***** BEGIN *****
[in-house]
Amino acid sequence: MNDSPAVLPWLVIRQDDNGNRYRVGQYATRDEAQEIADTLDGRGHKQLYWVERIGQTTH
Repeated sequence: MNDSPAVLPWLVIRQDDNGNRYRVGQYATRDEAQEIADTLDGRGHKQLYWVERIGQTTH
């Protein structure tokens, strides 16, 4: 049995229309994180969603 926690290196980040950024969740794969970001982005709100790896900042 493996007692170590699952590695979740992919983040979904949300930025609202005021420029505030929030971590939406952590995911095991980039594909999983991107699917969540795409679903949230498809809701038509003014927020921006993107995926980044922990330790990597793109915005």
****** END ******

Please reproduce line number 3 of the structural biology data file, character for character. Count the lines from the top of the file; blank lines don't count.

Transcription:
Repeated sequence: MNDSPAVLPWLVIRQDDNGNRYRVGQYATRDEAQEIADTLDGRGHKQLYWVERIGQTTH